Shared fetal environment may be to blame, researchers say
MONDAY, Dec. 3 (HealthDay News) -- Males with a twin sister are more likely than other males to develop the eating disorder anorexia nervosa, scientists say.
The finding supports the theory that exposure to female sex hormones in the womb may be associated with increased risk for anorexia nervosa, note British and Canadian researchers.
"Anorexia nervosa is approximately 10 times more common in females than in males. The reasons for this difference is not known, and it is likely that their unraveling will represent an important step forward in the understanding of the etiopathogenetic factors involved in the development of eating disorders," Marco Procopio, of the University of Sussex in England, and Paul Marriott, of the University of Waterloo in Canada, wrote as background information in their study.
They analyzed data from a study of Swedish twins born between 1935 and 1958 and found that, overall, female twins were more likely than male twins to develop anorexia nervosa.
The exception was among males with a fraternal (dizygotic) twin sister. The risk level of these males was not statistically different than that of females from such a twin pair.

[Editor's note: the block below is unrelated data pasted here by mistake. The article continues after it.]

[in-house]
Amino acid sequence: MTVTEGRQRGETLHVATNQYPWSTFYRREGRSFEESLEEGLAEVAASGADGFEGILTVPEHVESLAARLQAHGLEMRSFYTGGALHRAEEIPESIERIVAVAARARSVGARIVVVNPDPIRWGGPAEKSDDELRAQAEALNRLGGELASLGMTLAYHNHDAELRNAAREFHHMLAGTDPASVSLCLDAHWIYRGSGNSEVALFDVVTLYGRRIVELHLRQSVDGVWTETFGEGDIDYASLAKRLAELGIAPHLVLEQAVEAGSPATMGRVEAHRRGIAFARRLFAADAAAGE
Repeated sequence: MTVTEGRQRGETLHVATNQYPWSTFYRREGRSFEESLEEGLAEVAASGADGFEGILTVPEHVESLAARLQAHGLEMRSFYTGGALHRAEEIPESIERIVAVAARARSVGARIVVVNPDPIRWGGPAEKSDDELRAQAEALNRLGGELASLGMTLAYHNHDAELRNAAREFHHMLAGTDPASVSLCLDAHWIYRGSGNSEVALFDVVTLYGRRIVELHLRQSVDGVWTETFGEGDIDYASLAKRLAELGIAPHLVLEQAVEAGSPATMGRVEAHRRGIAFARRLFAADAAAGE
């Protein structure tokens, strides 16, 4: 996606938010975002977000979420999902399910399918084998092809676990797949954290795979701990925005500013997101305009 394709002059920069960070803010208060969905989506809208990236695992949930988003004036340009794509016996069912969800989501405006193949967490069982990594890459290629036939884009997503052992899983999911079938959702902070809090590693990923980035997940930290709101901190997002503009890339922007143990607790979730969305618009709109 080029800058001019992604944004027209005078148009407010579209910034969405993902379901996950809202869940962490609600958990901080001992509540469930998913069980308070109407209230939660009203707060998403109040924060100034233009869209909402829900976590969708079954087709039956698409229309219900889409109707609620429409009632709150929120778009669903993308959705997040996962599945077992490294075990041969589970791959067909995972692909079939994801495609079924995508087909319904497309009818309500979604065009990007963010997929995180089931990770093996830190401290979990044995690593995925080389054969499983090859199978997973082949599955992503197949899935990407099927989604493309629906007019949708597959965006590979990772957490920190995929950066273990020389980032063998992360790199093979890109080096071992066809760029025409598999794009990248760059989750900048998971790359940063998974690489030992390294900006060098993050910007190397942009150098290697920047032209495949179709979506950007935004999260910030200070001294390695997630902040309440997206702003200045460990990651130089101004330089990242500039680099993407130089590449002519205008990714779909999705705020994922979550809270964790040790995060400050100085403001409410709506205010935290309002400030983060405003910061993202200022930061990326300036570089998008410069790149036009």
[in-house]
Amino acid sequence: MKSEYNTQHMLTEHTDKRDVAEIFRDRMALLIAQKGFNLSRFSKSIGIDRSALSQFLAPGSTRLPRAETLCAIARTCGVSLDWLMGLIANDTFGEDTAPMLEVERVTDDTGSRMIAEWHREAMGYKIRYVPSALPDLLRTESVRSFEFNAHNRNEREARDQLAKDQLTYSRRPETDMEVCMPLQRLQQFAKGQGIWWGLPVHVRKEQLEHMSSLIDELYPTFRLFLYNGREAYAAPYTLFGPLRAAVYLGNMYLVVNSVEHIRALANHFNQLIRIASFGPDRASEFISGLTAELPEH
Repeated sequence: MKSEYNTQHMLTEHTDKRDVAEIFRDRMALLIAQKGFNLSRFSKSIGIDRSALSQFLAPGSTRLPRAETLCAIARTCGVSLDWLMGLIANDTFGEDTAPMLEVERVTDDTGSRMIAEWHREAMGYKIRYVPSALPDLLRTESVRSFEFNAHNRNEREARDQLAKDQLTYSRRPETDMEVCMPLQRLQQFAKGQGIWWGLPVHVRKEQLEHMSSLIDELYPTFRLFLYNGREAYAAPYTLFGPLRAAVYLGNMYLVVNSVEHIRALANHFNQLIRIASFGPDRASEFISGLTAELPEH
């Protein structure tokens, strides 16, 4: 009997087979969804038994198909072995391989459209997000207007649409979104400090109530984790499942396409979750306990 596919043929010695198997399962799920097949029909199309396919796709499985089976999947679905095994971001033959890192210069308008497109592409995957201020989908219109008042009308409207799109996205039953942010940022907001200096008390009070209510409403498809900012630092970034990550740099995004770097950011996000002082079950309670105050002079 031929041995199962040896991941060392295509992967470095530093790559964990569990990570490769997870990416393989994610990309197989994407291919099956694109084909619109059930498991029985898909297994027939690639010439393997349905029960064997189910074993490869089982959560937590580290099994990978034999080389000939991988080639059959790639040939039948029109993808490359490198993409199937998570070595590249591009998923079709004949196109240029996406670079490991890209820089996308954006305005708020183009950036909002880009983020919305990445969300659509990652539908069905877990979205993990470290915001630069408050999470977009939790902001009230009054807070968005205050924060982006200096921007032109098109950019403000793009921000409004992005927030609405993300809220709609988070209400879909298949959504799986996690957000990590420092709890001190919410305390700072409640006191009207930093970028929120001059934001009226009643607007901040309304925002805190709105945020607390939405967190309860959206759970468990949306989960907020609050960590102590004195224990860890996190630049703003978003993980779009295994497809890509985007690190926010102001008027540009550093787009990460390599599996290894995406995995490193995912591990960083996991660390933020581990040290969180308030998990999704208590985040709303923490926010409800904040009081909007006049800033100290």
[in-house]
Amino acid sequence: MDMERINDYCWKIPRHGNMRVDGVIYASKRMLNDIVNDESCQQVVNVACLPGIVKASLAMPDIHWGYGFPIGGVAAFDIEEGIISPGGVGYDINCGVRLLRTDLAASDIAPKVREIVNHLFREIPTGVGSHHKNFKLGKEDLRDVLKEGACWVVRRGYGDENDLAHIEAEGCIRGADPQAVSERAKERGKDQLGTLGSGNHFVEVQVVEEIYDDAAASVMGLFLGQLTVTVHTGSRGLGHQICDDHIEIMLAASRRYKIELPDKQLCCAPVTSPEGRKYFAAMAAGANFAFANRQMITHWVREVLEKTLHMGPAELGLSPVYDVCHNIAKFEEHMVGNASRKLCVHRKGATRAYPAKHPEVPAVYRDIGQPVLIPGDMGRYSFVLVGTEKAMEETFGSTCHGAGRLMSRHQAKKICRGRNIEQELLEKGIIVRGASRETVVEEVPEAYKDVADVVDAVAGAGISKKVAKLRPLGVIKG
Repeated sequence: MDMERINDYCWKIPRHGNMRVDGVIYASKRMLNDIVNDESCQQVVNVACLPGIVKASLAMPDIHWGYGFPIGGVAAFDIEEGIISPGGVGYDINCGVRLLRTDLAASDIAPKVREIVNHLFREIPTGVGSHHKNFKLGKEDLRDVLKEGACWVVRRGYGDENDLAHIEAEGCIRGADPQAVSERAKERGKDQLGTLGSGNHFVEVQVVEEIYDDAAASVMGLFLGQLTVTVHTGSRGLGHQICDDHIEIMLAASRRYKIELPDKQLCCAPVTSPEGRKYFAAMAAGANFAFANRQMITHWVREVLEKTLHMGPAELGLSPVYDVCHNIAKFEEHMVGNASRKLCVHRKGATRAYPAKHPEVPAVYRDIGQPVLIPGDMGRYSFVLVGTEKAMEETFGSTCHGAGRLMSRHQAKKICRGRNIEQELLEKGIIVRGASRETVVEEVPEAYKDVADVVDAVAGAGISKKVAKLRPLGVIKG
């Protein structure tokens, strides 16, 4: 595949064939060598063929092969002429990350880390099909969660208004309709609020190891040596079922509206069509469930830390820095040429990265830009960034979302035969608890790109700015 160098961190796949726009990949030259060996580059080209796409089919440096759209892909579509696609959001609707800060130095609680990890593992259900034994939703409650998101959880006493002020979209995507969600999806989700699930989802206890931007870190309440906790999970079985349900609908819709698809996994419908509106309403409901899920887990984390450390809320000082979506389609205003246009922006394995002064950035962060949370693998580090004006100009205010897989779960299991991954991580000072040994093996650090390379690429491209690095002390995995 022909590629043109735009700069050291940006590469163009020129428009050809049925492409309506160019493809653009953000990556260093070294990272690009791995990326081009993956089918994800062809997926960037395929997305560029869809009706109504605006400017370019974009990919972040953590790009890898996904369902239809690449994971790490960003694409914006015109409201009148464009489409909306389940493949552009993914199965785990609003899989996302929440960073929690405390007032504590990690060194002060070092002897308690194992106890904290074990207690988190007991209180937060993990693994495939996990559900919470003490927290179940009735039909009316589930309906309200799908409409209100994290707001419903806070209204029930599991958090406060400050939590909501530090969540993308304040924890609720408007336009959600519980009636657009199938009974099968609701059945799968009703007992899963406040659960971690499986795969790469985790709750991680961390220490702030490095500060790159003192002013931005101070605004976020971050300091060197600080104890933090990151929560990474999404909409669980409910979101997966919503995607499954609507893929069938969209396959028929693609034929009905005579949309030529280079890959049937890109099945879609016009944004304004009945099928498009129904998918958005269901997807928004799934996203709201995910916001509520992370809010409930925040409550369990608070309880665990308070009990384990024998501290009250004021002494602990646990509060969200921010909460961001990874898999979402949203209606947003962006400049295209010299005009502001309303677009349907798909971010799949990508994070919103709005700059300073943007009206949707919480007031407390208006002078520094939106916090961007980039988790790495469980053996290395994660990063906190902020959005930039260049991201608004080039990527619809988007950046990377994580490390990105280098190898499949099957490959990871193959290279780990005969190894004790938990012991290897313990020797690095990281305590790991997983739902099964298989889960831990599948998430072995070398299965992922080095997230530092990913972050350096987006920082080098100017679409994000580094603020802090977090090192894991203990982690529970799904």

Among 4,478 fraternal opposite-sex twins, 20 females and 16 males had anorexia nervosa as defined by narrow criteria, and 32 females and 27 males had anorexia nervosa as defined by broader criteria.
"A plausible explanation for this phenomenon is that in pregnancies bearing a female fetus, a substance is produced, probably hormonal, that increases the risk of having anorexia nervosa in adulthood," the study authors wrote. "Because the male half of an opposite-sex twin pair would also be exposed to this substance, it could account for the observed elevated risk in males with female twins. The most likely candidates are sex steroid hormones."
The study appears in the December issue of the Archives of General Psychiatry.
The American Academy of Family Physicians has more about anorexia nervosa.
-- Robert Preidt
SOURCE: JAMA/Archives journals, news release, Dec. 3, 2007
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